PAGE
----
ROM THE TIN CANS OF THE CIVIL WAR to the soda cans of today, Americans are creating and using scrap constantly. Scrap (and potential scrap) is – quite literally – all around us. This scrap has created both innovative opportunities and complex challenges for our nation, and particularly for those who have made scrap
their life’s work.

When you close your eyes and think of the word “scrapper,” what do you see? The public image of the scrap industry, and those who work in it, has fluctuated over time, often shaped by writers, journalists, and artists’ depictions. For much of its history, scrap has been stereotyped as a “dirty” industry, both literally and figuratively. Scrap materials are often covered in actual dirt, along with grease, grime, chemicals, and unidentifiable bits of schmutz and the industrialized process of breaking scrap apart and transforming it into reusable material can produce pollutants and cause exposure to unhealthy substances. Perhaps as a result, those who work in the scrap industry have been unfairly labeled as uneducated, untrustworthy, and unclean.

Both of these beliefs, “dirty” scrap and “dirty” scrappers, have had a profound effect not just on the public’s perception of the scrap industry, but on the scrap industry’s views of itself and how the industry has risen to meet the challenges of the world around it.

Scrappers in Popular Culture before World War Two

In the first half of the history of the American scrap industry, up until the 1960s, the “dirty scrapper” stereotype was foremost in public perception of the industry. Those working in scrap have mainly come from the most marginalized sectors of society – poor people, immigrants, and people of color. Looking at depictions of various types of scrap workers over time shows us how the general public both viewed these marginalized communities and painted the scrap industry itself with the same brush.

This newsreel footage featured an immigrant rag scrapper purchasing old clothes on New York’s Lower East Side. Although the scrapper was scrap rag and clothes peddler in life, the scene in the film is scripted.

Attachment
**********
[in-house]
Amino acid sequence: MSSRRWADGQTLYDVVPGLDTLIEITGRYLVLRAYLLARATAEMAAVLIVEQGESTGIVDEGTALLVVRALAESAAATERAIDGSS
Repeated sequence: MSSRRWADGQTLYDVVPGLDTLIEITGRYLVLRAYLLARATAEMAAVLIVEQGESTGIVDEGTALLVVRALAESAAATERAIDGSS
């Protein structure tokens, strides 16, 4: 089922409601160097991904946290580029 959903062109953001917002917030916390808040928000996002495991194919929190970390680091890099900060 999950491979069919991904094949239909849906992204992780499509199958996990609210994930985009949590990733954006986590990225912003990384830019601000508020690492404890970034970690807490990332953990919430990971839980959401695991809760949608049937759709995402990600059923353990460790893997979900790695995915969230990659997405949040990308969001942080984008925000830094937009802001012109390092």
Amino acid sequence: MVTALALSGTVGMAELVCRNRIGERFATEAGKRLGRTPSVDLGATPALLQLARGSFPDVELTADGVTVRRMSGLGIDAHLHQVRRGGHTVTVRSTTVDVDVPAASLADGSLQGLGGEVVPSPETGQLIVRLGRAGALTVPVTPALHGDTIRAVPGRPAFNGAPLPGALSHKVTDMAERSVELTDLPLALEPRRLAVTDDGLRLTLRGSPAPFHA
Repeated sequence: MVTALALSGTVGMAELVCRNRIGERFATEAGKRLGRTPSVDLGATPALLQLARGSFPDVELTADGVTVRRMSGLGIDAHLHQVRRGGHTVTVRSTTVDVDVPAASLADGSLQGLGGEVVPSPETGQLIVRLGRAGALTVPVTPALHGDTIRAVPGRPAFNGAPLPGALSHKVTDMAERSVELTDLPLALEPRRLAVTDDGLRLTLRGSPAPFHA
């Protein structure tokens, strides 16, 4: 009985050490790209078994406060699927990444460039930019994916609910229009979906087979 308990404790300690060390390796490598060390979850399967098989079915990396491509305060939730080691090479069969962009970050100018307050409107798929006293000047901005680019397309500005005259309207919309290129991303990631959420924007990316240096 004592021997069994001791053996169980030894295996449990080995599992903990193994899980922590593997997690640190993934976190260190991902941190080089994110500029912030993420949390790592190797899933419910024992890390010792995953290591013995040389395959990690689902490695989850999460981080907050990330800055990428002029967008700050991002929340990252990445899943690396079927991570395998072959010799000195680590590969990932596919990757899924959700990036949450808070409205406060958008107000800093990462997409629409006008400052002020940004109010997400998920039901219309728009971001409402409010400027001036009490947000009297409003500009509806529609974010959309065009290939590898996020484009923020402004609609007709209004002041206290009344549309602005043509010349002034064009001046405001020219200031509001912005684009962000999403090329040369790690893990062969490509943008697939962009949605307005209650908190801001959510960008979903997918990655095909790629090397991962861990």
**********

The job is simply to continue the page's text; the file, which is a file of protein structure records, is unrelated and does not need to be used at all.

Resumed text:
Old Clothes Merchant (excerpt). Fox Movietone Newsreel, 1929. Courtesy of the Moving Image Research Collections Digital Video Repository, University of South Carolina.

World War Two and Patriotic Recycling

Around World War II we see a more positive depiction of scrap workers as the collection and reuse of scrap begins to be presented as a patriotic action, including a multitude of scrap-related propaganda commission from leading ad agencies by the U.S. government, to encourage Americans to think of their scrap in a different way.

The song “(Get Some) Cash for Your Trash,” by Fats Waller, which focused on the economic potential of scrap and came out in 1941. Music by Fats Waller and lyrics by Ed Kirkeby (1891-1978), 1941. Sony Music Entertainment. Spotify.

In this 1944 documentary film set in Youngstown, OH, on the process of smelting scrap metal, we see a celebration of the immigrant roots of the workers as a counterpoint to propaganda from Nazi Germany.

Steel Town (excerpt), Willard Van Dyke (1906-1986), 1944. Steel Town - 1944, 1944; Records of the U.S. Information Agency, 1900-2003; National Archives at College Park, College Park, MD.

The Scourge of Automobile Graveyards

Unfortunately, by the 1960s the patriotic verve for scrap had disappeared, and the stereotype of the poor scrap worker returned, as heard in this 1967 song from The Hollies.. “Charlie and Fred,” The Hollies. Music and lyrics by Alan Clarke (b. 1942), Tony Hicks (b. 1945) and Graham Nash (b. 1942), 1967. Parlophone. Spotify.

During this period, the main source of public perception of the scrap industry shifts from focusing on the people in the scrap trade to focusing on the physical aspects of the industry – specifically pollution and the environment. Many credit the 1962 publication of Rachel Carson’s Silent Spring for bringing pollution and other effects of industrialization on the land to the forefront of America’s vision.

While America as a whole may have started to take notice of effects on the environment, the problems had been growing for much longer. One of the most public challenges dealt with “automobile graveyards.” Starting in the 1940s, as household incomes rose and families began to move to the suburbs, Americans began buying more cars than ever. They also began discarding and replacing them faster than ever, with a new model in the driveway every few years.

A Growing Concern

“The environmental problems of running the business are great now...(even) the water that runs off the scrap yard. Part of the problems of processing scrap metal is removing these detrimental things.” -- Mort Leder (1924-2015), founder of Leder Brothers Scrap Metal, Minneapolis, MN

The creation of the Environmental Protection Agency in 1970 paralleled the growing awareness of environmental damage across America – in 1971 the agency began the DOCUMERICA project to record the changes in the American environment through photography. Pollution became a leading topic of conversation both within the scrap industry and among the general public.

Reduce, Reuse, Recycle

At the same time that cars were filling up the scrap yards, and Americans were recognizing the environmental hazards of consumer waste, trash dumps were bursting with paper, glass, and steel. It was time for recycling to take center stage.